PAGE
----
On Saturday morning, AstraZeneca (AZN -0.41%) announced an agreement to buy Alexion Pharmaceuticals (ALXN) and its line of treatments for rare diseases for $39 billion in a combination of cash and stock. Based on AstraZeneca's closing price on Friday, Alexion shareholders are in line to receive about $175 per share.
Regulatory hurdles that come with big international mergers are expected to keep this one from completing until the third quarter of 2021. Based on yesterday's closing prices for both stocks, though, AstraZeneca's offer represents a 45% premium.
If regulators don't try to halt the deal, Alexion shareholders will own around 15% of a much larger AstraZeneca by this time next year. Alexion shareholders are in line to receive $60 in cash plus 2.1243 of AstraZeneca's American depository shares (ADS).
This deal will give AstraZeneca Soliris and its successful follow-on treatment Ultomiris, treatments for rare diseases that involve overactive immune systems intent on bursting important blood cells for no good reason. Combined sales of the Soliris/Ultomiris franchise are expected to reach about $5 billion in 2020, which will be 17% more than in 2019.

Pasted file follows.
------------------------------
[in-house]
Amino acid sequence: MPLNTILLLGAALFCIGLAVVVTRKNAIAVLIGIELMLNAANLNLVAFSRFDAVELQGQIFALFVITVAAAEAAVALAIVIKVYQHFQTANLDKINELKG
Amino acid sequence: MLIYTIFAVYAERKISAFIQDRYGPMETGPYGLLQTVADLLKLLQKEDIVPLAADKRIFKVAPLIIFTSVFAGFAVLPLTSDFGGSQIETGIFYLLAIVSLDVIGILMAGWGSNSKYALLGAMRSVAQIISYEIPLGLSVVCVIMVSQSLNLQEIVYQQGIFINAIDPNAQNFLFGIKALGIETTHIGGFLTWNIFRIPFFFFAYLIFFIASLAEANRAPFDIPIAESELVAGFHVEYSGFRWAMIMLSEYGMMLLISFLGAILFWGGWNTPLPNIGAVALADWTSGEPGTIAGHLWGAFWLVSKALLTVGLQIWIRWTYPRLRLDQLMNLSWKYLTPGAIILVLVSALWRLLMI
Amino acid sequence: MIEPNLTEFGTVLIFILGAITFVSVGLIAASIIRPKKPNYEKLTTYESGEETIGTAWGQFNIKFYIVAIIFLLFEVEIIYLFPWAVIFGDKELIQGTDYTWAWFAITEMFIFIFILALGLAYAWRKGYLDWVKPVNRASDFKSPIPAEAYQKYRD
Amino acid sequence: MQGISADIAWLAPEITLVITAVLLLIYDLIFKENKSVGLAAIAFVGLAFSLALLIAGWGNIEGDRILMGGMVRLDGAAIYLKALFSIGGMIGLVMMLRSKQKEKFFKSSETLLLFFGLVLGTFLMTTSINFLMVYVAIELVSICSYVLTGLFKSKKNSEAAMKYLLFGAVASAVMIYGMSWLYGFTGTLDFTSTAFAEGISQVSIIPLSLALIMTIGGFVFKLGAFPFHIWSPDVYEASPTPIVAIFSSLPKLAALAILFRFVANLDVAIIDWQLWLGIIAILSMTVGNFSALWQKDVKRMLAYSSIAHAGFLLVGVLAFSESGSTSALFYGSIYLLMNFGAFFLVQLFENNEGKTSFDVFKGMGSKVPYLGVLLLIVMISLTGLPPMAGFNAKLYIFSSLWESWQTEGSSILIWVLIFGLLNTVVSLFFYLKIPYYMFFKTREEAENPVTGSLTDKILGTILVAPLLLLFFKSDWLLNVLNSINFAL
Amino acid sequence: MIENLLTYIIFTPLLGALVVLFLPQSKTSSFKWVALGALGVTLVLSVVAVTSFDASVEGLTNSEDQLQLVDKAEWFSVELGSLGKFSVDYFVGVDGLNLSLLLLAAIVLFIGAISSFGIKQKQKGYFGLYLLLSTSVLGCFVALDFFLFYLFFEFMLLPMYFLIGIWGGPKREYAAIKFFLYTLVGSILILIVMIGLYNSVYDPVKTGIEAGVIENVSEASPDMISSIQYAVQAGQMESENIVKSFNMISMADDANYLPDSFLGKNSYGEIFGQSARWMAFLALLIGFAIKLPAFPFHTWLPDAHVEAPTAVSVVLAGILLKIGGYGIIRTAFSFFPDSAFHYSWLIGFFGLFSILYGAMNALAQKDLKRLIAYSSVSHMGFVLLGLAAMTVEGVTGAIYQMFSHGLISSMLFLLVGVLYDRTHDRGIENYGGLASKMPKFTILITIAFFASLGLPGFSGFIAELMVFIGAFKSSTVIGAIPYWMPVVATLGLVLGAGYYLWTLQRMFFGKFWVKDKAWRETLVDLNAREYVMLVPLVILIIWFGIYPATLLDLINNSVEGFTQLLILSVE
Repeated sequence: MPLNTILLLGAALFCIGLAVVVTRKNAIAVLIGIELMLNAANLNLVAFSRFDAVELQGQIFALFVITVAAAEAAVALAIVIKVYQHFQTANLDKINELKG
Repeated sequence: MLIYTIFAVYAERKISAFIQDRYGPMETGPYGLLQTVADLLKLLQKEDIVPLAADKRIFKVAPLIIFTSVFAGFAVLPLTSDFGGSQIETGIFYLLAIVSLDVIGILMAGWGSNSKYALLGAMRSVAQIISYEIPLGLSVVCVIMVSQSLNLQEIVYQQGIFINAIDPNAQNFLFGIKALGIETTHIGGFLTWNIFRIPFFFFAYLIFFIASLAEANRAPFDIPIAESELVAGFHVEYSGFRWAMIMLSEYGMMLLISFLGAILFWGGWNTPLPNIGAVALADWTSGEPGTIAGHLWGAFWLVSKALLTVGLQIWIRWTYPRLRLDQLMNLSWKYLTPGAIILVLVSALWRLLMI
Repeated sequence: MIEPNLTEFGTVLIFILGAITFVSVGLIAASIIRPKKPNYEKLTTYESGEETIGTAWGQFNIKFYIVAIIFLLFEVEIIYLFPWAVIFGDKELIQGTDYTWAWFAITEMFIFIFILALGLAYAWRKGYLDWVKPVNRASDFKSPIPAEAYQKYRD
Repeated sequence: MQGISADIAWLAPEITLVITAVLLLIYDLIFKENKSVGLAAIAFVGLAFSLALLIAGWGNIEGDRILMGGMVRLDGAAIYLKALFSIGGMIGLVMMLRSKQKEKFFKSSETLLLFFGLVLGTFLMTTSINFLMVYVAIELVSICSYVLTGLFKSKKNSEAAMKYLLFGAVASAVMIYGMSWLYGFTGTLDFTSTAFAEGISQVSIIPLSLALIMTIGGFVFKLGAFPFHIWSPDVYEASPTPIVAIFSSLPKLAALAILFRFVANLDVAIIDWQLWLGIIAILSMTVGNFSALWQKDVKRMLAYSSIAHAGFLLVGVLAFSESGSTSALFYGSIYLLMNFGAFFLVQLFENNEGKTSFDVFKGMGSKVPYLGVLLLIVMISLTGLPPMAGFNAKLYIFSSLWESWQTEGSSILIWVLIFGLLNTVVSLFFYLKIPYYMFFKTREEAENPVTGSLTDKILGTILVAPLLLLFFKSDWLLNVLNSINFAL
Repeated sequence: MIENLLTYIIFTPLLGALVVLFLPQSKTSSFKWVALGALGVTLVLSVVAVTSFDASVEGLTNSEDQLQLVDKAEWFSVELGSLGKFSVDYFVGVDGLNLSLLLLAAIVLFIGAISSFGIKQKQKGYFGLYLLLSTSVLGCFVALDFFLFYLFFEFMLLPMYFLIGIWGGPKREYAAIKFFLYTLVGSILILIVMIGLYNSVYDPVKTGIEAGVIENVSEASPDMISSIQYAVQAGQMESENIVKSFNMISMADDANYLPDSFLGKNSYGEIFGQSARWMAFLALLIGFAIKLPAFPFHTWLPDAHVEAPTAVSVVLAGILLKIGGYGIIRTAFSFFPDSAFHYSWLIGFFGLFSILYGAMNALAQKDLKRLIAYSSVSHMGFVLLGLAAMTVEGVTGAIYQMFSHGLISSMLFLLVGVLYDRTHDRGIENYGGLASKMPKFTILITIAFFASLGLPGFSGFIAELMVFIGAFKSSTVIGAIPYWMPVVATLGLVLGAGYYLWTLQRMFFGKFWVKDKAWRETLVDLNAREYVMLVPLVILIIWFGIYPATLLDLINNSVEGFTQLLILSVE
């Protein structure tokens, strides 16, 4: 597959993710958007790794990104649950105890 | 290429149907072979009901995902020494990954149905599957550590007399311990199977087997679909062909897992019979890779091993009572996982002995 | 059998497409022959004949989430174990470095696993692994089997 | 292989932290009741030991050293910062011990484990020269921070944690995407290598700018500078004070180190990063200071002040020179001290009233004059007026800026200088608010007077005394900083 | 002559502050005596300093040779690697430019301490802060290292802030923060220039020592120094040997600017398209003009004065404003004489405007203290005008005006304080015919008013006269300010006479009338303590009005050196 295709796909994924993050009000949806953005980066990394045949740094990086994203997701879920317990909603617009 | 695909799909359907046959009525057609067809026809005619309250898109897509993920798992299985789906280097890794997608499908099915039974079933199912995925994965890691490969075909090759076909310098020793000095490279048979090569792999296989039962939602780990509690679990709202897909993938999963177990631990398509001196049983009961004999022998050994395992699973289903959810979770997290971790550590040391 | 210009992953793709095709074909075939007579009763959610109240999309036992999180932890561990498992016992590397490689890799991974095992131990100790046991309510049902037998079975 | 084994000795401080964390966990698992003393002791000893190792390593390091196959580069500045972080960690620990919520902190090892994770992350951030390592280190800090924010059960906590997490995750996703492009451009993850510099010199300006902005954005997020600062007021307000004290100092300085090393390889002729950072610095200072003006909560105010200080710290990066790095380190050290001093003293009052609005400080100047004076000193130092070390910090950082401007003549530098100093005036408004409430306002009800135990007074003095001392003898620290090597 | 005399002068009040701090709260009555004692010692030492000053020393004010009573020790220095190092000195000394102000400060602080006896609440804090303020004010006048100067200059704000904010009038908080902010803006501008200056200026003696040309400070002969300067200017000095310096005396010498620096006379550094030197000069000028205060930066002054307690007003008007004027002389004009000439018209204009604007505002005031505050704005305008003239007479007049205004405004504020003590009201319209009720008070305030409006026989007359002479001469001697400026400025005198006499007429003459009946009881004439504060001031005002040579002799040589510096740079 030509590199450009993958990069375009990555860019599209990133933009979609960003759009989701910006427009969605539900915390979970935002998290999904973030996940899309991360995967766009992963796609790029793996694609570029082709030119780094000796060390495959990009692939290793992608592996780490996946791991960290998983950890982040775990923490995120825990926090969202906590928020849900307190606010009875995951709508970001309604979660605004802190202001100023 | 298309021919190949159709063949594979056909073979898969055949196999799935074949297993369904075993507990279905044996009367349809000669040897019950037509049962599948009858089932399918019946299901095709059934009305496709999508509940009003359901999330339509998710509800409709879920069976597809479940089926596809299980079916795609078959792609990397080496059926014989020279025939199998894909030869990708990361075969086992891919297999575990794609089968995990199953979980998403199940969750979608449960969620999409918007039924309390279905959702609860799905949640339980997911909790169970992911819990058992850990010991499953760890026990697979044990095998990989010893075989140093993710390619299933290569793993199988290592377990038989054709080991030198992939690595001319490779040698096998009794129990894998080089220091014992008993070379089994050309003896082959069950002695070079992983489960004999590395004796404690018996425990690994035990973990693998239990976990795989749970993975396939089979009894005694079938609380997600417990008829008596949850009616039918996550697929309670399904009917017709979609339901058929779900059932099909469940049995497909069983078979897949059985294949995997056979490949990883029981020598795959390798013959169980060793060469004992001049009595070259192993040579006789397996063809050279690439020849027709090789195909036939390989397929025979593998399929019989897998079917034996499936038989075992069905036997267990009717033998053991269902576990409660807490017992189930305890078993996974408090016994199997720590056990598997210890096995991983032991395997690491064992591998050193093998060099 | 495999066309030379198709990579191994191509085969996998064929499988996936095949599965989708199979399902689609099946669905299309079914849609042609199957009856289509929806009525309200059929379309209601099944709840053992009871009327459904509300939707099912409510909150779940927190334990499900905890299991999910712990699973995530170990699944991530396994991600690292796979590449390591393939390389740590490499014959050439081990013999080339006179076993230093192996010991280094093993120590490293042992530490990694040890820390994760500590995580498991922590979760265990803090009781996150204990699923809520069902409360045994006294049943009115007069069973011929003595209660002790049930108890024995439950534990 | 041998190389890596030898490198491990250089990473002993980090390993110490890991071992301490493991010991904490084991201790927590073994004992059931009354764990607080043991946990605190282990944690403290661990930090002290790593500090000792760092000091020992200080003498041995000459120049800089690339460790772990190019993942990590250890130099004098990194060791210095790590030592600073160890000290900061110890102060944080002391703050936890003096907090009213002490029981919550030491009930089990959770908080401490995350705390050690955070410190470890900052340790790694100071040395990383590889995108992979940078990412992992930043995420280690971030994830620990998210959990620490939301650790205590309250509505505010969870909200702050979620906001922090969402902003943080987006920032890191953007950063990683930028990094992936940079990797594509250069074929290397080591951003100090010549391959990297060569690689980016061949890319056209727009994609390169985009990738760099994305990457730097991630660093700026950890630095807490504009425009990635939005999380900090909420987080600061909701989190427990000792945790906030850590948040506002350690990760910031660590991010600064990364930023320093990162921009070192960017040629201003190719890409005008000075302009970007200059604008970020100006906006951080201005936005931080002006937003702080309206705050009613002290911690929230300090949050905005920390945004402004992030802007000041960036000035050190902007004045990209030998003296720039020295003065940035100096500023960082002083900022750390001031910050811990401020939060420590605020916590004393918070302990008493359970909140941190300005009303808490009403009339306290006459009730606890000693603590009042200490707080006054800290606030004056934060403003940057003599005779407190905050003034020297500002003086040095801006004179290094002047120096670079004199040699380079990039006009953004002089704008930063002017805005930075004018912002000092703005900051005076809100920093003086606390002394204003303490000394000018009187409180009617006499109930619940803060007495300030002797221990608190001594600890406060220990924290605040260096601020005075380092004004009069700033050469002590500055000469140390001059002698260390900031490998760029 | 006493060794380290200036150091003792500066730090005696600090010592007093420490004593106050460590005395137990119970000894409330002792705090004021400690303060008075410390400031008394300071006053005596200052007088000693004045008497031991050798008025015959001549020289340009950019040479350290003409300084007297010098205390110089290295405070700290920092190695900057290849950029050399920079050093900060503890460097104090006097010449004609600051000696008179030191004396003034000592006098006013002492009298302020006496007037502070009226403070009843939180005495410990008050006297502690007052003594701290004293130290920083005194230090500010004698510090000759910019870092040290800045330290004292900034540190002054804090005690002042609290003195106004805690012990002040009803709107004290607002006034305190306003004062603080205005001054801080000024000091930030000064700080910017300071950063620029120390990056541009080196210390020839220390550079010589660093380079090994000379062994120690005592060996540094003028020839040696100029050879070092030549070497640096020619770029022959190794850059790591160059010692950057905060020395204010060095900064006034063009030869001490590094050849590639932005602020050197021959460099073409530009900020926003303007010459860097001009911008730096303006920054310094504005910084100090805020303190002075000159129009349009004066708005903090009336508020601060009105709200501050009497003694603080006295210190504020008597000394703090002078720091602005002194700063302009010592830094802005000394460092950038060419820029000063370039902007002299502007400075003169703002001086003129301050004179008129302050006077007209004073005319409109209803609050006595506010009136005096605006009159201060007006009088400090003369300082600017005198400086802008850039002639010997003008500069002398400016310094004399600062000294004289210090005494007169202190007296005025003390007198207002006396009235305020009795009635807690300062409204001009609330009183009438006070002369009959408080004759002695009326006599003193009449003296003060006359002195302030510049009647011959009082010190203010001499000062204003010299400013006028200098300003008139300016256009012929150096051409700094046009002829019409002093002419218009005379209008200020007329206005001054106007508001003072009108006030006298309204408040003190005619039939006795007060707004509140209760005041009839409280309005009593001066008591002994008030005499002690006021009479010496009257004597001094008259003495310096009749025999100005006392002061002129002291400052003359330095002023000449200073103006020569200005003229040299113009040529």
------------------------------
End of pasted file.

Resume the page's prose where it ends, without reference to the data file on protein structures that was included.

In addition to the successful and growing Soliris/Ultomiris franchise, AstraZeneca will also gain access to treatments for a handful of rare metabolic diseases on pace to generate $840 million in revenue this year. Despite the COVID-19 pandemic, sales of Alexion's rare disease drugs didn't skip a beat in 2020. In fact, they're significantly outperforming expectations the company laid out in January.
AstraZeneca is well-equipped to fuel Alexion's growth strategy with a great deal more resources than Alexion could have mustered on its own. The big pharma's shareholders will most likely come out ahead on this deal, and Alexion shareholders would probably do well to hang on to the AstraZeneca shares they receive for the long run.